They were four simple letters he came up with to define a movement that was much more involved.
Along the way, as his team gained more and more momentum, so did those letters, an acronym becoming an identity.
Today, various Chargers players can be seen walking around the locker room carrying notebooks decorated with “ASAP.”
“We were together,” defensive end Melvin Ingram said. “We were winning. It doesn’t matter what you say. When you’re winning that [stuff] gonna become big.”
Ingram’s “stuff” did indeed blow up in 2018, “Any Squad Any Place” the essence of a bunch that won its first nine games played outside Southern California.
The Chargers quite famously reside in a market — and a stadium — cluttered with fans of teams other than the Chargers.
So perhaps it only makes sense that this group would be so successful when venturing into unwelcoming environments.
This weekend, the Chargers travel here to visit Ford Field, their first regular-season trip of 2019, to see if they can recapture the NFL’s most impressive road-field advantage.
“We’re pulling up wherever,” Ingram said. “We want pressure. We want smoke. We want it all. All that. We’re going to make everybody else’s home stadium our home stadium.”
The Chargers have won nine of their last 11 regular-season games on the road. Entering the season, only the Rams could match that mark.
Going back to beating Dallas on Thanksgiving Day of 2017, the Chargers are 11-2 — including the playoffs — in games played anywhere other than L.A.
“We don’t care what the situation is, who we’re going against, what the crowd is like,” tight end Virgil Green said. “We live for those moments. We really believe that. That’s the swag we take into games.”
Ingram couldn’t recall the exact moment when he came up with “ASAP.” The motto began to take root as the Chargers were ripping the Browns in Cleveland, beating the Tennessee Titans in London and holding off the Seahawks in Seattle.
Later in the season, Ingram appeared on the NFL Network and announced that the Chargers, if necessary, would be willing to travel to outer space to play a game.
Working with the team’s social media crew, he recorded videos on the field immediately after road wins pushing the “ASAP” theme. Now, the Chargers are using the letters in their overall marketing of the 2019 season.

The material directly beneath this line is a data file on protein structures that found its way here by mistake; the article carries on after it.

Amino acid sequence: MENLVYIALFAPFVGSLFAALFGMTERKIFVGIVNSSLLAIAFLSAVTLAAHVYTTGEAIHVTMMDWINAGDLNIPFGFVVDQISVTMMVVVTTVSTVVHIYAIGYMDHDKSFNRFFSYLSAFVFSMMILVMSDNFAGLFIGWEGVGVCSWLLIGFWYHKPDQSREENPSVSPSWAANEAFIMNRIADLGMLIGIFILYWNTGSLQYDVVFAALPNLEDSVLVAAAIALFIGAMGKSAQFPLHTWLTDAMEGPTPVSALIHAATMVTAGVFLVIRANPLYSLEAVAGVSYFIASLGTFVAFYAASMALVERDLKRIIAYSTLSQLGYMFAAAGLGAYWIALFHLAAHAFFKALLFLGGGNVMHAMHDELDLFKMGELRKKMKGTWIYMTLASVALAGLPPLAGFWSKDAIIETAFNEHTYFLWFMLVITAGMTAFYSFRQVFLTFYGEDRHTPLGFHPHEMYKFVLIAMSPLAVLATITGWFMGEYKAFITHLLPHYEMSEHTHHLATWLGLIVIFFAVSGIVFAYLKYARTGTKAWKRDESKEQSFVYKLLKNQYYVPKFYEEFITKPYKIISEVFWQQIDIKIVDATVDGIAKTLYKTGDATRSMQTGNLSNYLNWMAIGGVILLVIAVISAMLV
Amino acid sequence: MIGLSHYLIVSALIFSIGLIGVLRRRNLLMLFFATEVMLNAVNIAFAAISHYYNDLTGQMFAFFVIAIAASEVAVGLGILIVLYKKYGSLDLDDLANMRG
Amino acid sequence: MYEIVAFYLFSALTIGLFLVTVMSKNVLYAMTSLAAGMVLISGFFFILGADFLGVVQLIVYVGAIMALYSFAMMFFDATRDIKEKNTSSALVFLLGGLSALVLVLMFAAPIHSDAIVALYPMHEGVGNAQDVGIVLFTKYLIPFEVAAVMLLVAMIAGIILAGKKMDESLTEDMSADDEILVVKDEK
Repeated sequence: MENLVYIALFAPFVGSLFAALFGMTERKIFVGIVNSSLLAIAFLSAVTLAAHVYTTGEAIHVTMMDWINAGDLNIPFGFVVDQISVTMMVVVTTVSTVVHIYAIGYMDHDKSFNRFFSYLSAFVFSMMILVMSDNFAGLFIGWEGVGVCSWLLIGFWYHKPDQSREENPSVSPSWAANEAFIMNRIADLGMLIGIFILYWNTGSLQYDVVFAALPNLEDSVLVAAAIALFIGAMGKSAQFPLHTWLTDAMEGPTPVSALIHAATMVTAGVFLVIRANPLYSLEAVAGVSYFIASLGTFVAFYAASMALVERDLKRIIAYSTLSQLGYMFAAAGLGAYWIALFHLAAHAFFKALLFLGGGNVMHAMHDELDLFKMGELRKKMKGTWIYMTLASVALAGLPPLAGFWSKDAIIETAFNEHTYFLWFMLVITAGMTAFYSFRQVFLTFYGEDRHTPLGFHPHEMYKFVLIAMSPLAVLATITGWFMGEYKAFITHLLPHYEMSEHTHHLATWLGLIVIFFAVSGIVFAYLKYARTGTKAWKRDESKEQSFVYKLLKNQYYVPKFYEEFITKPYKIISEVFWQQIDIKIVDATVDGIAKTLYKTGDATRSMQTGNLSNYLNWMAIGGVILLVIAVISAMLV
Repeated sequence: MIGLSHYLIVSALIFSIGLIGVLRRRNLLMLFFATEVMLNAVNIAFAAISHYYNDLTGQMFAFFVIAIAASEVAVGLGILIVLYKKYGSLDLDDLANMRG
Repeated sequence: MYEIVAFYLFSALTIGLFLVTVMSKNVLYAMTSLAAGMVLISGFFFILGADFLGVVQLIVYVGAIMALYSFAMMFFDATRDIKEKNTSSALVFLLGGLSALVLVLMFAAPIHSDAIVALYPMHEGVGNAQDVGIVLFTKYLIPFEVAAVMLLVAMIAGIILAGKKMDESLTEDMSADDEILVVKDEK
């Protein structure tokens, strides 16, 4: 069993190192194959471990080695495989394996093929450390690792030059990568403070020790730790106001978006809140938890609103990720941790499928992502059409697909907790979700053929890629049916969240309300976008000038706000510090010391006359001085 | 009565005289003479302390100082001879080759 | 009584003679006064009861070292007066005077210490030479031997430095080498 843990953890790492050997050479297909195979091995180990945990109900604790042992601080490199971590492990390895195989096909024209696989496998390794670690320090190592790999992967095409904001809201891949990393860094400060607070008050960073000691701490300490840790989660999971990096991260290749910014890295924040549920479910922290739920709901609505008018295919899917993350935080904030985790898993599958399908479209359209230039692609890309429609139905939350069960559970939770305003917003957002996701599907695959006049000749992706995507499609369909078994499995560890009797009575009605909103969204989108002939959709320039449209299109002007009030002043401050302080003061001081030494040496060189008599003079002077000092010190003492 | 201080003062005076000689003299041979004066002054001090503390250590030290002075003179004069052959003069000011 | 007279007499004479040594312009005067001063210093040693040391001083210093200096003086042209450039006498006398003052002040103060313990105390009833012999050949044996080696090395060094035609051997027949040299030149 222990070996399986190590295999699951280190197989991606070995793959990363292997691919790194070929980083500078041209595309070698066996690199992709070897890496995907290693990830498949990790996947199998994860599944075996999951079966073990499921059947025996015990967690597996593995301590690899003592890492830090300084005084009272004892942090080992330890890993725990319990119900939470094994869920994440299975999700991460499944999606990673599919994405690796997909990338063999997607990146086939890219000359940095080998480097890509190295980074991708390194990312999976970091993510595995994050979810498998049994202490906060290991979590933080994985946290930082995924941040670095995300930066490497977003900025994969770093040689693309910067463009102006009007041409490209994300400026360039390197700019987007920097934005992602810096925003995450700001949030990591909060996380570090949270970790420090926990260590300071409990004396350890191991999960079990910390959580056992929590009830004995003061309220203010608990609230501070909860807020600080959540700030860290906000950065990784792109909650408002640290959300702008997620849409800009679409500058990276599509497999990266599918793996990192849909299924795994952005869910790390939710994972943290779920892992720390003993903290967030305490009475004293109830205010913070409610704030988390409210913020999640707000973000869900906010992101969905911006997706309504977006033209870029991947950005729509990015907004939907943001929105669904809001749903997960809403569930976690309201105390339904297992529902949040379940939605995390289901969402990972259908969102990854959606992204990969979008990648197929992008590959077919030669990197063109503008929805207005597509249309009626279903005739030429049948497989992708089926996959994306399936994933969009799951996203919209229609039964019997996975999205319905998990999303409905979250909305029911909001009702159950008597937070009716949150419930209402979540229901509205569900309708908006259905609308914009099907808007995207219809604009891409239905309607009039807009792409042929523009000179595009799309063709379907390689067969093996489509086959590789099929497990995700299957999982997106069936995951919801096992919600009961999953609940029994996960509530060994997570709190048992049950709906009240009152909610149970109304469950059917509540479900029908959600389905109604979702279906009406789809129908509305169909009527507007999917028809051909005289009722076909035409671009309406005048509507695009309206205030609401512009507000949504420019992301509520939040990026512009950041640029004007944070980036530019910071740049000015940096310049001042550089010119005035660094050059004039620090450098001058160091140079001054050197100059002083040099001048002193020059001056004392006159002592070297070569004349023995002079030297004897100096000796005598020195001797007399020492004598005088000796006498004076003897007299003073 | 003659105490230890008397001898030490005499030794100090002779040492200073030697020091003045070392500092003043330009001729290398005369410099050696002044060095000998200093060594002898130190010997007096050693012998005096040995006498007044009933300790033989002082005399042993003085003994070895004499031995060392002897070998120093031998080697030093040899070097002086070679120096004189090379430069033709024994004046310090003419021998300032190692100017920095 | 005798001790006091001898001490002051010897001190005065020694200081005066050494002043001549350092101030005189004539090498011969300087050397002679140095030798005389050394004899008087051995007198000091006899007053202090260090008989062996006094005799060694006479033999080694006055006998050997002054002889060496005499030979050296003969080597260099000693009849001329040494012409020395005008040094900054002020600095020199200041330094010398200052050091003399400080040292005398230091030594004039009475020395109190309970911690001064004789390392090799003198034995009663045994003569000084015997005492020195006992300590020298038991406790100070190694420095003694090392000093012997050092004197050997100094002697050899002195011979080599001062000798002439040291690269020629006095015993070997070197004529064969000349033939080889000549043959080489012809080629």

“That’s the reason I love Melvin,” offensive tackle Sam Tevi said. “He’s built different. He came up with a great one. I don’t think there are too many teams that can say that. Having that mentality is fun.”
But having that mentality now means nothing, at least until the 2019 Chargers prove that they too can feast on away cooking.
Momentum in football sometimes teeters on something as innocuous as an offsides penalty. Swagger, no matter how much its earned, can grow stale over an offseason.
“Last year was last year,” linebacker Denzel Perryman said. “We’ve got some new faces in here. We can’t dwell on last year, what we did or what we said. This is a whole new ballgame now.”
The Chargers will be playing in Detroit for only the second time since 2003. The most recent visit — Christmas Eve, 2011 — was a disaster, a 38-10 loss that was over by halftime.
On Sunday, the Chargers will face more challenges than just the Lions as they continue to have their depth stretched. Already down three Pro Bowl players, they lost two more starters, tight end Hunter Henry and cornerback Michael Davis, to injuries in their opener.
Wide receiver Mike Williams has a sore knee that forced him to miss two practices and kicker Michael Badgley continues to deal with a groin problem that kept him out of Week 1.
“I give the guys in the locker room a lot of credit,” coach Anthony Lynn said. “No complaining, no excuses. Just go get it done.”
The Chargers overcame plenty of personnel losses in 2018, including for various stretches Henry, running back Melvin Gordon and defensive end Joey Bosa.
Before Week 2 kicks off, they are faced with the prospect of starting four players who entered the NFL as undrafted rookies. Still, they are slight favorites over a Detroit team that blew an 18-point fourth-quarter lead in its opener at Arizona, a game that eventually ended in a 27-27 tie.
“We’re just gritty,” Tevi said. “We love each other. We love going out there competing no matter where the game is. Our head coach is gritty. We’re all gritty.”
And now they’re about to find out if their 2018 identity means anything in 2019. The staying power of “ASAP” will be known ASAP.
“I didn’t come up with that so people would say, ‘Oh, yeah, this sounds pretty good,’ ” Ingram said. “I came up with it because this is what it is. We balling. We about whatever.”